Côte d’Ivoire (Ivory Coast)
- Capital: Abidjan
- Region: West Africa
- Official language: French
- Independence Day: August 07, 1960
- Area: 322,460 sq km
- Population (2018): 25.1 million
- REC membership: CEN-SAD, ECOWAS
- WTO membership: January 1, 1995
- GDP (2018): US$ 43.007 billion
- GNI per capita (2018): US$ 1 600
- Currency: CFA franc
The economy continues to post good numbers. Real GDP growth was 7.4% in 2018 and 2019, and could remain above 7.0% during 2020-21, assuming good rainfall and favorable terms of trade. The service sector remains the main driver of the economy, contributing 3.4 percentage points to growth in 2018. Industry contributed 1.5 percentage points in 2018 thanks to a dynamic agrifood industry and construction and public works sector. The primary sector contributed 0.8 point thanks to agriculture, which benefited from good rainfall and seed distribution by the government. The contribution of extractive industries fell due to the slump in oil production.
In 2019, taxes and duties on exports are estimated to form about 10% of total tax revenues. Imports of petroleum products and food products are still more than 40% of the country’s total imports. Public debt rose from 49.8% of GDP in 2017 to 52.0% in 2018. The current account deficit deepened to 4.7% in 2018, due to the decline in cashew and rubber prices, but improved to an estimated 3.9% in 2019. The fiscal deficit in 2018, financed mainly by bonds, was at 3.9% of GDP and in 2019 was an estimated 3.1% of GDP.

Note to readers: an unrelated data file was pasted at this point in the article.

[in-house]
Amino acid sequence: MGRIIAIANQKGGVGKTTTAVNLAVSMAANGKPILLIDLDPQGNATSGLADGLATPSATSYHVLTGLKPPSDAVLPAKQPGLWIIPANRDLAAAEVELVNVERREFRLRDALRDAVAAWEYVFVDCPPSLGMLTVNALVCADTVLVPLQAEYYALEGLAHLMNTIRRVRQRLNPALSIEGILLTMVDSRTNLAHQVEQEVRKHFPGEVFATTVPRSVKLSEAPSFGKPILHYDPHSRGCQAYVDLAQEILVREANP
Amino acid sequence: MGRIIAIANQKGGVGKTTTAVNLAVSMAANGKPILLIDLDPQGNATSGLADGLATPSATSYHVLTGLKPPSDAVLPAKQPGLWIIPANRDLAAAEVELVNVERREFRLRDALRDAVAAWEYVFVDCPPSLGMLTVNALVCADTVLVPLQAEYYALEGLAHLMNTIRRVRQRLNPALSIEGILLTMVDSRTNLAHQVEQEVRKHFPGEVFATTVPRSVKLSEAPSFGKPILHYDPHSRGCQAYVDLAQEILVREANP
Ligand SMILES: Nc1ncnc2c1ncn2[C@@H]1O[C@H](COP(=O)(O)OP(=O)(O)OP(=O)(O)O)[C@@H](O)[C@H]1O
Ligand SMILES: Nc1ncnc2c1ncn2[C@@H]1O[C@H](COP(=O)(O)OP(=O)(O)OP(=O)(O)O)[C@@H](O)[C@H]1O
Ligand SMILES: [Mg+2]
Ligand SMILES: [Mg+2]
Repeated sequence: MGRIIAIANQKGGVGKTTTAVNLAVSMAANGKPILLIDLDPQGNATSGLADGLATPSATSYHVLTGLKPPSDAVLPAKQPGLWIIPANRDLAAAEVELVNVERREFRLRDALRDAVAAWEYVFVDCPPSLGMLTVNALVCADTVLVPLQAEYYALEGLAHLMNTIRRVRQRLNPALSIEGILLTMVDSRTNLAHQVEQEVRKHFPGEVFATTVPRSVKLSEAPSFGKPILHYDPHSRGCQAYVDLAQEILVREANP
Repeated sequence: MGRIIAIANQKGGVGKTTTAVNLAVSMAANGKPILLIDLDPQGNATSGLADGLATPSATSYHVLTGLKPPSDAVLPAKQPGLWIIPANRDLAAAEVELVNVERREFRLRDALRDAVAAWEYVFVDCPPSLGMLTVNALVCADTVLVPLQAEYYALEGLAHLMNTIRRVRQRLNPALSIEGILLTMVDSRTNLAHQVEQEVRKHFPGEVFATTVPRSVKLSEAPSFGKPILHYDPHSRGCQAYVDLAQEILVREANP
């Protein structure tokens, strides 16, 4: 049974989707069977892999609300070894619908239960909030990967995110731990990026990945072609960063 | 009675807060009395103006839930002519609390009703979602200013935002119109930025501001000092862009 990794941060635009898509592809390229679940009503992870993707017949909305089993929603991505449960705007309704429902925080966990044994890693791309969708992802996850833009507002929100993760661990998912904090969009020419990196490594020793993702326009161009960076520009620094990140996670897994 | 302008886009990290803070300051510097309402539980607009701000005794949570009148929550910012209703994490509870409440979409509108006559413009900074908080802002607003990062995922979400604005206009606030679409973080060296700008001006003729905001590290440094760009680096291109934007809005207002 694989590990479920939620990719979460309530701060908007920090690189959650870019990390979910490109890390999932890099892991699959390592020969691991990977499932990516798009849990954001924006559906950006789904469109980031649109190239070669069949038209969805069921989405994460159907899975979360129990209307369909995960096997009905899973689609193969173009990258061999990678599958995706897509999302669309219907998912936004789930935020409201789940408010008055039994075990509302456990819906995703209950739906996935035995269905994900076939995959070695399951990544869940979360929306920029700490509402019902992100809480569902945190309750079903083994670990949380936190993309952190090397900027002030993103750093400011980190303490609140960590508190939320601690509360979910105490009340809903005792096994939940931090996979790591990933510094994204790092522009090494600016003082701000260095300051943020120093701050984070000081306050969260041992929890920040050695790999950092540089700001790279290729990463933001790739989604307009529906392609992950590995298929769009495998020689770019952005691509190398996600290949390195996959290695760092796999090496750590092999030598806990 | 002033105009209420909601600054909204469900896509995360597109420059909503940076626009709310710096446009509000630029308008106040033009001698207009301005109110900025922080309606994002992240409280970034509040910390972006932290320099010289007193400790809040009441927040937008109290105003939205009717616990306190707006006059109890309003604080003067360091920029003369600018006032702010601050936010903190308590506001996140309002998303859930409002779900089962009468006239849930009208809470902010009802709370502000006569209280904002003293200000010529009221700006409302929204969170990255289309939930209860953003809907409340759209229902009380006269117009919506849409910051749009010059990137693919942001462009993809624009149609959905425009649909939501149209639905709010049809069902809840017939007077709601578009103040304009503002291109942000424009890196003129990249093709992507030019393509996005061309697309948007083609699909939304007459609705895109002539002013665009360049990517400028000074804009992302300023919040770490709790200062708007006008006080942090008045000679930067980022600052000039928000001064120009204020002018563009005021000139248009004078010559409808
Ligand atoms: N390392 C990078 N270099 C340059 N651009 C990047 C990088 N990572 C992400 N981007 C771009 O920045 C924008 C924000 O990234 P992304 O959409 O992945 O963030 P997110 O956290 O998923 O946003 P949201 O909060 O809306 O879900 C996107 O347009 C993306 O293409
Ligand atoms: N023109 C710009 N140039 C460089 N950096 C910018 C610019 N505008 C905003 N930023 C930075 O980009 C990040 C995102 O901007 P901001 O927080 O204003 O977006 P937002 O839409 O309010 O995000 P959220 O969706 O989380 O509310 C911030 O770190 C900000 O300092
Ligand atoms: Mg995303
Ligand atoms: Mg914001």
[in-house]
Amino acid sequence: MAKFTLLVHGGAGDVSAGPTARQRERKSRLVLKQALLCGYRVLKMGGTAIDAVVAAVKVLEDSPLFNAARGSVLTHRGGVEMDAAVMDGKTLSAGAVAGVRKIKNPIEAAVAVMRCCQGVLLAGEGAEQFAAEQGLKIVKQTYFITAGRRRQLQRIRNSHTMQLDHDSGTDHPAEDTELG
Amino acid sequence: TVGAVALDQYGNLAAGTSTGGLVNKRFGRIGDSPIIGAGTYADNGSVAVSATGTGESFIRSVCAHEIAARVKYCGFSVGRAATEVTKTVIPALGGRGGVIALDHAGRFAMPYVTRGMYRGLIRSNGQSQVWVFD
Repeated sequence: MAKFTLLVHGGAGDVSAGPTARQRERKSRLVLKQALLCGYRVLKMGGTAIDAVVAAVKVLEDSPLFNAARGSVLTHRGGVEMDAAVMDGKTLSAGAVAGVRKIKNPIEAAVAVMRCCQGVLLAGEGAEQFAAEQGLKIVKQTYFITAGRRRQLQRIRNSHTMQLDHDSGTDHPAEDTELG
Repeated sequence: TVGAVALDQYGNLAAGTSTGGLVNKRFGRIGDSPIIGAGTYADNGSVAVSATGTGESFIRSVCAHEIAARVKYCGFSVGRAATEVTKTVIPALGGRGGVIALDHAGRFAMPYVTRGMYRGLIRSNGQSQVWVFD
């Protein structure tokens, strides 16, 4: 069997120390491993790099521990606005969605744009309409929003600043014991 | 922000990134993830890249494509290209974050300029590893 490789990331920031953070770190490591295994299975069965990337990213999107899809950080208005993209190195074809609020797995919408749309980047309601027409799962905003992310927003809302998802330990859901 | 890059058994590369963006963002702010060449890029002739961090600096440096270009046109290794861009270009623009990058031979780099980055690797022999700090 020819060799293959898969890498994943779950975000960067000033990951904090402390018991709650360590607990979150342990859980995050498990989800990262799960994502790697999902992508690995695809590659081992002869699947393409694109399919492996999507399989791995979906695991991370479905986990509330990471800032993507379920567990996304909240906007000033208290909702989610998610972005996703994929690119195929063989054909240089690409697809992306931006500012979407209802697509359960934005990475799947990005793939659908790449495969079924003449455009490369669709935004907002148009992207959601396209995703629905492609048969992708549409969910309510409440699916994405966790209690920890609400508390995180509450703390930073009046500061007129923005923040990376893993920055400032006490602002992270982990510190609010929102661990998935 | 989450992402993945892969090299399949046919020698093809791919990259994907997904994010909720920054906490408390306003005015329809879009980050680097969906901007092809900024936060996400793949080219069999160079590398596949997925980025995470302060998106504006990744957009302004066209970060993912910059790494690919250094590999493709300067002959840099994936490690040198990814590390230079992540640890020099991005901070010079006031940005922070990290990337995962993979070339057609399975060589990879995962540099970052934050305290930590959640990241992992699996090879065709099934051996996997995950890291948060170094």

A demand-side breakdown of growth shows the strong contribution of private investment. For 2019-20, the service sector and private investment will remain the main sources of growth and should benefit from the dynamism induced by new activities in trade, transportation, and telecommunications.
Cacao farming contributes 15% of GDP and about 38% of exports. Market prices promise to be favorable for the 2019-20 harvest. In September 2019, Côte d’Ivoire and Ghana (62% of world production) signed an agreement to increase the bean prices paid to farmers. Agricultural processing will benefit from the growth in private investment, which should remain above 10% in 2021.
In July 2019, the Senate passed legislation raising to 30% the quota for women’s representation in elected assemblies. Women currently form only 12% of parliamentarians and 2% of mayors.
In the past three years, the government initiated several reforms in tax administration, but the tax ratio, estimated at 15.6% in 2019, is still below the WAEMU minimum target of 20%. Tax policy suffers from a wide range of exemptions and high taxation of exports, something that many countries have abandoned because it is not socially distributive. Reforms are, however, under way to improve tax revenue collection.
The CFA franc rate appreciated against the US dollar, adversely affecting exports. Public finances face risks related to state-owned enterprises and government agencies, whose total debt approached 8% of GDP at the end of 2018. Orderly elections in the fall of 2020 would help strengthen the favorable political and business climate, as well as sustain the current economic momentum.
Last updated: April 2020